The claim is that Johnson isn’t taking “divine revelation” as a point of departure. I’m not sure that I follow that argument, but either way, she does rely on the Divinely revealed symbols of God’s own presence in creation and salvation history. I do wonder if there aren’t other motivations at play here, perhaps the matter of patriarchy is not something to dismiss so easily.
5. “The Presence of God in All Religions”
This is always a contentious issue. I am not an expert on interreligious dialogue or comparative religion, I know plenty of theologians who are and I would leave it to them to look at this critique with more wisdom than I. Here is my take…
Take the committee’s statement here: “What Sr. Johnson is doing here is setting the stage to argue that the Spirit of God is at work in other religions in the same manner that the Spirit is working within Christianity and thus other religions are equally salvific” (USCCB 14).
The issue at hand is the use of “in the same manner.” I’m not sure what that means. I understand that God can indeed be found active in all of creation and, because humans are both imago Dei and therefore are capax Dei, all humans are already always in relationship with God. Yet, there is indeed a special relationship to the Trinity, by the Spirit, in Baptism. So, does that mean that God works differently in the Catholic church (or more broadly, in the Christian reality) than in the rest of the world? I don’t know. Nor does the committee, because the report sort of skips over that.
The committee is 100% correct to say that Jesus is the “fullness of truth” (USCCB 16), for Christ is the decisive embodiment of God’s revelation. Yet, the committee is interpreting Johnson’s text at the point at which it suggests that she believes one “needs” other religions. I’m not sure that she says what the interpretation suggests.
6. “Creator Spirit in the Evolving World”
I actually heard Johnson speak on this subject in-person at the Catholic University of America about 3 years ago. I thought it was brilliant and a fine attempt to engage contemporary science with theology.
The committee asks this question in the report: “First, how does one conceive of a transcendent God who is equally immanent within the world and history?”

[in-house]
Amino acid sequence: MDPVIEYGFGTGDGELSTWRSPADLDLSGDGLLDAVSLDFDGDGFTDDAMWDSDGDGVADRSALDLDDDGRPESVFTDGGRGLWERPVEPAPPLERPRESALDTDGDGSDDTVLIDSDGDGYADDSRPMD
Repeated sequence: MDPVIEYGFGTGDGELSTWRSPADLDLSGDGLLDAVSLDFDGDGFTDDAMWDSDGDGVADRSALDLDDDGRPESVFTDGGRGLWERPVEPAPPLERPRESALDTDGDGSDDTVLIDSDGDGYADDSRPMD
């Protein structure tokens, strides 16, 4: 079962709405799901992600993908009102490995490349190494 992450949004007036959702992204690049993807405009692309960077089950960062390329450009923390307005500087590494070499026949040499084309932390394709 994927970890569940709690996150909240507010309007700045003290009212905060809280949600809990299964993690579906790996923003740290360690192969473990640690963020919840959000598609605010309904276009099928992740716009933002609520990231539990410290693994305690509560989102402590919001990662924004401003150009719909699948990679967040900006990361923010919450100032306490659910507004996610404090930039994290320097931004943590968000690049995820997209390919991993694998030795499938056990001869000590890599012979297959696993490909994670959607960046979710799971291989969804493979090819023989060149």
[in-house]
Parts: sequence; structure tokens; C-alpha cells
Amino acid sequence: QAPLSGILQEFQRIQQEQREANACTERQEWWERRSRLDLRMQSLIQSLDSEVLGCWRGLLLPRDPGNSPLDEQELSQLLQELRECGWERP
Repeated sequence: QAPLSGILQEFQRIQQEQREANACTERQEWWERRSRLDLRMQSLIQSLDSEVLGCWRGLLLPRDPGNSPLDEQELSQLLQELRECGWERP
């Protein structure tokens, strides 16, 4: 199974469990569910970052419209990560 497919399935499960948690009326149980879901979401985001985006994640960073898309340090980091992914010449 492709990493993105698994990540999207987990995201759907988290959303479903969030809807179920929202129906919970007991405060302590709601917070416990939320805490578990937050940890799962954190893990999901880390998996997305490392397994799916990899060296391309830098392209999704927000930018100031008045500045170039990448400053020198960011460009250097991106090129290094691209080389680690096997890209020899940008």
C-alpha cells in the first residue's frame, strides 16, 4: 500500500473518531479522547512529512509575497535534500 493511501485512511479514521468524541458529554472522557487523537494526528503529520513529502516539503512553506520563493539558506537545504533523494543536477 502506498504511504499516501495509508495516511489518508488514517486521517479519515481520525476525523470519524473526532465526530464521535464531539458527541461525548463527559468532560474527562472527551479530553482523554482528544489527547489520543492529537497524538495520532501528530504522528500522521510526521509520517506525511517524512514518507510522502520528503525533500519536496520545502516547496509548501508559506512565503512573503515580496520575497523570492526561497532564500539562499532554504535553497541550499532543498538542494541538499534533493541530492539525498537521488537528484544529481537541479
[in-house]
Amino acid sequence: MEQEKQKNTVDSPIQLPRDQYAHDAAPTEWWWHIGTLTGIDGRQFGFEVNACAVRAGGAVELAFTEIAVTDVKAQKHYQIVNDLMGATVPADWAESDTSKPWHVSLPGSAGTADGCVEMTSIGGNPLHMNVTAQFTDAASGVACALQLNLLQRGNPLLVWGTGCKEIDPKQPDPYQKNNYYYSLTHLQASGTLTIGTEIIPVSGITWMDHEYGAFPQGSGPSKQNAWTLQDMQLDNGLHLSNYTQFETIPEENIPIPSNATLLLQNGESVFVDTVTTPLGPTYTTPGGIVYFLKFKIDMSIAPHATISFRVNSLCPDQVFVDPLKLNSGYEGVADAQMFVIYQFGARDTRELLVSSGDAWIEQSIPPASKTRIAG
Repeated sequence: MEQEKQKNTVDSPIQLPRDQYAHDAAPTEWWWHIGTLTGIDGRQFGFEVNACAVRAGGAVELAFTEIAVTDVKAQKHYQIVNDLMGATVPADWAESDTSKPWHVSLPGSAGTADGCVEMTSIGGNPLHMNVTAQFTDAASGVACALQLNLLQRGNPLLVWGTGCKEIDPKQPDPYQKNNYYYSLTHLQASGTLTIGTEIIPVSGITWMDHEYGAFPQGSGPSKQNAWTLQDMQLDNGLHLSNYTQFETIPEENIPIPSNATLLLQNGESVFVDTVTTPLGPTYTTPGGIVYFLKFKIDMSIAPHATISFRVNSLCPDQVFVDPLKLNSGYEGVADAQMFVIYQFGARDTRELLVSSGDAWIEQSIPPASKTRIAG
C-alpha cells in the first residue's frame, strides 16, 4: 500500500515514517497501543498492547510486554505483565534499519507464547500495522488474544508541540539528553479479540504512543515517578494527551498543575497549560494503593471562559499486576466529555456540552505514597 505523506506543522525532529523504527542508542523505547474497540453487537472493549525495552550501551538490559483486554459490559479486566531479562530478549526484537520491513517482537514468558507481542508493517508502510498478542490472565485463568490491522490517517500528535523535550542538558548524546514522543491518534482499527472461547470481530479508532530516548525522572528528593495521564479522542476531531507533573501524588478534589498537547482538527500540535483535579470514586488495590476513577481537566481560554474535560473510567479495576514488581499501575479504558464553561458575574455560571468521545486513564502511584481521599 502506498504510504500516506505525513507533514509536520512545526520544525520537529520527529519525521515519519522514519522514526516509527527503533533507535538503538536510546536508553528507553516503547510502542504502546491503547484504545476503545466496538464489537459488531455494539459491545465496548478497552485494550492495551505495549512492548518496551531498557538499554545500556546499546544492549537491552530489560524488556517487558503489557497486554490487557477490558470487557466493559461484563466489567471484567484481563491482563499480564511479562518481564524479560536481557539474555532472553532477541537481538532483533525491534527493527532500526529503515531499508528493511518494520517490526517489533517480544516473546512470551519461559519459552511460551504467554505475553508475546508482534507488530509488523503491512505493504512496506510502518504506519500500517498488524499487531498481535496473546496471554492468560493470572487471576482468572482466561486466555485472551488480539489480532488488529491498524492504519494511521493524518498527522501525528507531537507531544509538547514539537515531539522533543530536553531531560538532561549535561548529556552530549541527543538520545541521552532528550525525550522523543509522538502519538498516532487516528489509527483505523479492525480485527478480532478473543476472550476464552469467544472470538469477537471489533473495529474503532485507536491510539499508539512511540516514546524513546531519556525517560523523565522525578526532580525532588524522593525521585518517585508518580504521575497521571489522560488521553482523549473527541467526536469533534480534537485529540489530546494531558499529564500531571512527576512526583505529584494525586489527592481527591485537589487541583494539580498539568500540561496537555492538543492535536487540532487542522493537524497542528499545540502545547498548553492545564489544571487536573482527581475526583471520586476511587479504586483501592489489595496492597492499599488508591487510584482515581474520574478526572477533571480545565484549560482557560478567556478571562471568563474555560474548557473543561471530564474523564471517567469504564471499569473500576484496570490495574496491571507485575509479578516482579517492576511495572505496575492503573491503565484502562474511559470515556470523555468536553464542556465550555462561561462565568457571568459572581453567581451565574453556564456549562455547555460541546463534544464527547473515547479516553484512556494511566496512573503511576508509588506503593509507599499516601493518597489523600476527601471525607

My response: Rahner’s Axiom.
As for “the second concern” that “is over the evolution of human beings” (USCCB 17), I again return to Rahner and suggest that folks concerned about God’s relationship to humanity vis-á-vis evolution check out works like, “Christology Within an Evolutionary View of the World” and others. We (all those interested in theology — faith seeking understanding) must take seriously the scientific discoveries of our day. Fideism is simply not an adequate response.
7. “Trinity: The Living God of Love”
There is some reason to be concerned, according to the committee’s reading of Johnson’s writing on the Trinity, for what may be lost and gained in the attempt to better elucidate the meaning of the Triune God in Johnson’s book. However, I’m not convinced, having read the report, that the committee’s concerns are self-evident. Yes, there is the uncomfortable (for the authors of the report) engagement with the Council of Nicaea, but there was also an uncomfortable engagement with that council from the perspective of the Fathers of the subsequent six councils.
I am not convinced that Johnson disregards the creedal statements of belief articulated in the Nicene or any other Ecumenical Council. Instead, my view — perhaps generous by some accounts — is that she is attempting to follow the guidance of the Holy Father, the late Pope John XXIII who, on the eve of the Second Vatican Council, reminded the Church of its need to distinguish between the faith and its articulation.
Such an enterprise is bound to be messy. What concerns me about all this business is the fear it instills in young and old theologians alike. Women and men of good faith who, following Anselm, seek only to better understand the faith we share in the Gospel. This sort of promulgation dampens the fervor for clarification, illumination and understanding what it is we profess with our lives, urging instead some sort of fideistic substitute — a “no questions asked” form of belief.
Sr. Elizabeth Johnson’s book is imperfect, yet so is Thomas Aquinas’s Summa Theologica, Bonaventure’s Breviloquium, and Augustine’s De Trinitate. Each theologian of every age offers further elucidation, not the final word. The job of the theologian is to seek. If theologians are punished for doing their job, then what?